In the Philippines, President Aquino's government offers the best chance for establishing a stable democracy and a prosperous economy. President Aquino enjoys broad popular support, and Filipinos perceive her government as honest and committed to justice. There have been many accomplishments in the Philippines, including adoption of a new constitution, successful conduct of congressional elections, and restoration of economic growth. Prime Minister Takeshita's decision to attend the December ASEAN [Association of South East Asian Nations] ministerial conference in Manila, thereby visiting the Philippines before any other country, was an admirable demonstration of his government's support for the Aquino government and the ASEAN nations.
I am optimistic regarding prospects for the East Asian nations in 1988. I expect peaceful and stable relations within the region, though Vietnam's continuing occupation of Cambodia is unacceptable and should be ended without delay. We all hope for a relaxation of tensions on the Korean Peninsula and a successful Olympic games, developments that could contribute to better East-West relations. We must support the Aquino government's efforts to promote democracy, stability, and economic reform in the Philippines. We must remain resolute in maintaining our military preparedness against the steady Soviet buildup of forces deployed in East Asia. I foresee continuing economic growth and dynamism for the nations of East Asia in 1988. Given our mutual interest and desire to cooperate in trade and other matters, I see no reason why the East Asian nations cannot join with other nations, especially the United States and Japan, to achieve unprecedented prosperity for the betterment of all mankind.
Q. What would be your long-range outlook, well into the 21st century, of the U.S.-Japan relationship, in terms of the development of the Pacific rim area, as well as for the well-being of the world as a whole? At the same time, how would you see changes in the roles of China and the U.S.S.R. in the Pacific area as well as in the whole world of the 21st century?
The President. I am very optimistic—and with good reason—about the future of U.S.-Japan relations in the coming century. Already we are close allies. We maintain the largest overseas trading relationship in the history of the world, and our global interests coincide in most areas. The reason this remarkable relationship exists is no accident; rather, it stems from the fact that our two nations share a common set of democratic goals and principles and because we both believe in the virtues of an open economic system. I am confident that these shared principles and goals will continue to guide our two nations, and therefore I am equally confident that the excellent relations which now exist between the United States and Japan will continue to flourish in the coming century. In fact, the future of the Pacific rim area as a whole appears very bright in the next century. The principles of free trade and democracy are spreading throughout the world, even into once-dark corners of the Socialist world. America and Japan can work together to advance this trend.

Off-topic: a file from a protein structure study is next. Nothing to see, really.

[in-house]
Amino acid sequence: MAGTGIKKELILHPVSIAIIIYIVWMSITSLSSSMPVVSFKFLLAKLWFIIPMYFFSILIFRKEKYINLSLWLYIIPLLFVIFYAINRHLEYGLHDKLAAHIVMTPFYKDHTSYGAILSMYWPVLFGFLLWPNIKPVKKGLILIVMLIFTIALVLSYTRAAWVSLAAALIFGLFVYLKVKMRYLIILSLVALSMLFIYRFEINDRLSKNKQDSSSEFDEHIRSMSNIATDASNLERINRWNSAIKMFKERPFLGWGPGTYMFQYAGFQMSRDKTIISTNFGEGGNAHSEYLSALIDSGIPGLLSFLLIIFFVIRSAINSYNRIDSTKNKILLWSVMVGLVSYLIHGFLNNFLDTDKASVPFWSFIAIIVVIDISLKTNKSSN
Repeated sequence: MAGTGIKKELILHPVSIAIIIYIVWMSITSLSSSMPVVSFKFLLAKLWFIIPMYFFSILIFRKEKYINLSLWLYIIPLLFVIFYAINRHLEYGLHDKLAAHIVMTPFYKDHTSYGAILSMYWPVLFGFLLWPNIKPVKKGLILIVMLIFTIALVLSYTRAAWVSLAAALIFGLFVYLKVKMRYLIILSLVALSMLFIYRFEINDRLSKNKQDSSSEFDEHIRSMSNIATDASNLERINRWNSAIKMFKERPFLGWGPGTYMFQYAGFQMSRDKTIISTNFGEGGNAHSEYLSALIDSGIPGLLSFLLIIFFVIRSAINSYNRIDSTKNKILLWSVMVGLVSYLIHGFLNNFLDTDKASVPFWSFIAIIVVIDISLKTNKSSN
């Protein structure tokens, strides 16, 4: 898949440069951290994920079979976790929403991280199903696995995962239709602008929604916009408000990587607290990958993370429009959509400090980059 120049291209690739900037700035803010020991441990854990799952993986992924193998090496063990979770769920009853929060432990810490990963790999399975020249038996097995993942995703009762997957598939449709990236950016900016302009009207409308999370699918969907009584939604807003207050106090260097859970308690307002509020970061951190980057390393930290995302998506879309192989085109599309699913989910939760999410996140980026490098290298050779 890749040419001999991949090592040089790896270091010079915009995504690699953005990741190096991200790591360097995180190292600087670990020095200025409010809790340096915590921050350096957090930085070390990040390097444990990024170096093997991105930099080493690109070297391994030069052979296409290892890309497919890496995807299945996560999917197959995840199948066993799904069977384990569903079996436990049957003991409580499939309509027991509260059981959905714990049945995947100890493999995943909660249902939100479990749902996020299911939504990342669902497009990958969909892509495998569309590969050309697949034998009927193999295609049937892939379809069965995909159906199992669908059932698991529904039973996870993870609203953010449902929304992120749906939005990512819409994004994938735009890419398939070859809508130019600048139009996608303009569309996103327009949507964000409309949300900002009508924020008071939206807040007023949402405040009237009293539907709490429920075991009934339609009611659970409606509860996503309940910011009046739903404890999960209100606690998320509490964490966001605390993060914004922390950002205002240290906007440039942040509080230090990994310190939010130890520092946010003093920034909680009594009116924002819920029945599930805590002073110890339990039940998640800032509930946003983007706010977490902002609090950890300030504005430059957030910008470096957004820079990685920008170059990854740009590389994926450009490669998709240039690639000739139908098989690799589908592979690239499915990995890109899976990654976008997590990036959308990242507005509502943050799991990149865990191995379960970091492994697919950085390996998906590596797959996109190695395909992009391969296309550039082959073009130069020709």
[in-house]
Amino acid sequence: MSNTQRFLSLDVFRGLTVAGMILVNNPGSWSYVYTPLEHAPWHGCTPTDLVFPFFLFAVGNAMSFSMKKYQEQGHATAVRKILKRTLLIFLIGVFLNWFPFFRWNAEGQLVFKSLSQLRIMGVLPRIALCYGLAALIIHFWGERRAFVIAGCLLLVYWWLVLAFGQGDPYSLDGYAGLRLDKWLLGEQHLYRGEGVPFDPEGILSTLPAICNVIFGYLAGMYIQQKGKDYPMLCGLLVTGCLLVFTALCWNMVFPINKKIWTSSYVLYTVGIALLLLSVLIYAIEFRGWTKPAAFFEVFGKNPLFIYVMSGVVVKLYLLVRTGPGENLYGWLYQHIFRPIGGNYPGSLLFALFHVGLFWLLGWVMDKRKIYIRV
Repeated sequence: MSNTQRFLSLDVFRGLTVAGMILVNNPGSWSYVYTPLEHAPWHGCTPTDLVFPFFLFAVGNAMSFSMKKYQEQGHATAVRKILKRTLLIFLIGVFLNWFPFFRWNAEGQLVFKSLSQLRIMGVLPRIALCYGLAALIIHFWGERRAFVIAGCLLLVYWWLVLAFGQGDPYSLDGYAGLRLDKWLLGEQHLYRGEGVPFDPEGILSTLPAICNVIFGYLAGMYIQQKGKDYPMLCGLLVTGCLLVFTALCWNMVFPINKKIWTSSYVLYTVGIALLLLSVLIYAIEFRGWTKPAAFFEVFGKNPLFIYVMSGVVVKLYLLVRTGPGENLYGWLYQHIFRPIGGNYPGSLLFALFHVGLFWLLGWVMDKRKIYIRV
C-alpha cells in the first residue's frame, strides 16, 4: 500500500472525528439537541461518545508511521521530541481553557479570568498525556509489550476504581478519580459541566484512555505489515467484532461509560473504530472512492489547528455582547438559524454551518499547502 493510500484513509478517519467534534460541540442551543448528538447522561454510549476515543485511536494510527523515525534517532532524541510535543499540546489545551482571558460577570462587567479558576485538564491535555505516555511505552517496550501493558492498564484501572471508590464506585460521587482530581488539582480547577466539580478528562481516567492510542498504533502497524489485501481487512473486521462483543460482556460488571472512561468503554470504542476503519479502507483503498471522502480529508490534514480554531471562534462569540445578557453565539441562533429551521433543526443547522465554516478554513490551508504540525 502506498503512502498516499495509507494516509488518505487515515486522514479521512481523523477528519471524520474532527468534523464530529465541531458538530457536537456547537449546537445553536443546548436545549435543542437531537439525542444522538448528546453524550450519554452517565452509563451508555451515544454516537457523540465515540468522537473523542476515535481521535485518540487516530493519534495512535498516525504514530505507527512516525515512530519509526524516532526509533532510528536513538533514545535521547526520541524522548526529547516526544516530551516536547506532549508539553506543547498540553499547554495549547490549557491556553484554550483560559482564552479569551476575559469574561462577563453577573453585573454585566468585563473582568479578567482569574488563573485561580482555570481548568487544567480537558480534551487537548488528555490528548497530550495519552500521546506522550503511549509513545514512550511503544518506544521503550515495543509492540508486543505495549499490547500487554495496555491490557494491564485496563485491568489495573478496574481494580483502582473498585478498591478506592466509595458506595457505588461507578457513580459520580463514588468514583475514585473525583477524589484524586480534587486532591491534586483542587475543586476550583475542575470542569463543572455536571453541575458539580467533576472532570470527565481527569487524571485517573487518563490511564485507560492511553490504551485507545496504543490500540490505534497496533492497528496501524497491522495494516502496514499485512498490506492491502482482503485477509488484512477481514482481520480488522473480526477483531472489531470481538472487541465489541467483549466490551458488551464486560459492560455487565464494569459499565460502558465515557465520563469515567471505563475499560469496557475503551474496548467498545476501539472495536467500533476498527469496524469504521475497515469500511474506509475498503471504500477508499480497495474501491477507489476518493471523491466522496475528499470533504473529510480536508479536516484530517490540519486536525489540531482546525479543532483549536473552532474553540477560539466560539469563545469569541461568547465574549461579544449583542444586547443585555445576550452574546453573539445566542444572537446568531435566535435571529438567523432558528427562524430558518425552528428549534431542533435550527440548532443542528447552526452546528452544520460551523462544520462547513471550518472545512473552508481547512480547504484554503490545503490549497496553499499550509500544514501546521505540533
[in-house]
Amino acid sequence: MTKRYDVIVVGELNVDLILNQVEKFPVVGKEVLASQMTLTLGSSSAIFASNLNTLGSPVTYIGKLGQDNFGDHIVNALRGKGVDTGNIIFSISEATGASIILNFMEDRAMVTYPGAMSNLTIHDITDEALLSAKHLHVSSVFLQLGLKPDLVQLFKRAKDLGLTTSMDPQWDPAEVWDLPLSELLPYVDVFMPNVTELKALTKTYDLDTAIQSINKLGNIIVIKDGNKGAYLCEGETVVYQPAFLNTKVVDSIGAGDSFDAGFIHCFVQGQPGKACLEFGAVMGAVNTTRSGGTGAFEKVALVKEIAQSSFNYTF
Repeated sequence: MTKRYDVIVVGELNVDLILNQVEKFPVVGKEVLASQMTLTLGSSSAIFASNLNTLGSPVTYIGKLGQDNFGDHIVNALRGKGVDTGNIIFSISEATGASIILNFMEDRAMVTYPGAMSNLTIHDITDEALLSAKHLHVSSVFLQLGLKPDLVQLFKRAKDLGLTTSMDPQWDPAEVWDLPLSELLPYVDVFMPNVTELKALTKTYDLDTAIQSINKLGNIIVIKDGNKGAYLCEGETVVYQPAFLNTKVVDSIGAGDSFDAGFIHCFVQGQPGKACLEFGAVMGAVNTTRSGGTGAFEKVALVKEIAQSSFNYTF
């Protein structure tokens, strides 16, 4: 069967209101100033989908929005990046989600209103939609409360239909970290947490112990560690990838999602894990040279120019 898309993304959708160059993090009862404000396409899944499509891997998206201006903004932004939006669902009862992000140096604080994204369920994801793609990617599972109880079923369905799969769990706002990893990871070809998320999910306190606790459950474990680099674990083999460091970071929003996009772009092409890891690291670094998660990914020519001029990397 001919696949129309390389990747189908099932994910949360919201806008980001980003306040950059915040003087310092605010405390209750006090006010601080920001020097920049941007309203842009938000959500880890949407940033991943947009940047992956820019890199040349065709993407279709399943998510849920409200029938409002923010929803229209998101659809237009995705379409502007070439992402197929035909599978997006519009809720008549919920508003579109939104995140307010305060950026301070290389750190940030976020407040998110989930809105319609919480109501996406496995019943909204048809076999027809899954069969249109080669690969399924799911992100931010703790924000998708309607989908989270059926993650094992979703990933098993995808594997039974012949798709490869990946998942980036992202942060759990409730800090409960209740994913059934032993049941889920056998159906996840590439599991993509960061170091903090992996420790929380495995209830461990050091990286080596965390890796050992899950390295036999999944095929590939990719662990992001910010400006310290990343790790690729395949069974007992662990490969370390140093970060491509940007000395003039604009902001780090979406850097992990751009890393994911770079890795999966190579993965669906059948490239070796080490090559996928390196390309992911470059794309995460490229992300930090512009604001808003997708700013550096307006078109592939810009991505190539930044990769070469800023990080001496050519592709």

Japan's International Role
Q. Are you satisfied with Japan's effort to build up her self-defense capabilities? And in view of the present level of our defense spending, are you satisfied with Japan's efforts to increase official development assistance and other aids to the Third World? What sort of contribution would you like to see from Japan to the protection of the shipping in the Persian Gulf?.
The President. We consider it very important that Japan increase its capability to defend its homeland, territorial seas and skies, and sealanes out to 1,000 nautical miles—goals incorporated in Japan's defense planning. We welcome, therefore, the increase in Japan's defense budget for the coming year, which will enable Japan to fund fully the third year of its current 5-year defense plan. We are also pleased that the budget provides additional funding to increase Japan's support for United States forces stationed in Japan.
We welcome efforts of the Government of Japan to increase aid flows and other financing for Third World countries. In particular, we applaud the plan to double official development assistance by 1990 and the commitment to recycle $20 billion over 3 years to developing countries.
We are pleased with measures undertaken by the Government of Japan to enhance navigational safety and promote peace in the Persian Gulf region. Provision of a navigational aid system, increased aid to Jordan and Oman, and funding for United Nations peace efforts are concrete signs of Japan's political commitment to Western solidarity in our common efforts to assure safe navigation and bring peace to the Gulf.
Note: The questions and answers were released by the Office of the Press Secretary on January 21.
Ronald Reagan, Written Responses to Questions Submitted by the Japanese Newspaper Mainichi Shimbun Online by Gerhard Peters and John T. Woolley, The American Presidency Project https://www.presidency.ucsb.edu/node/253896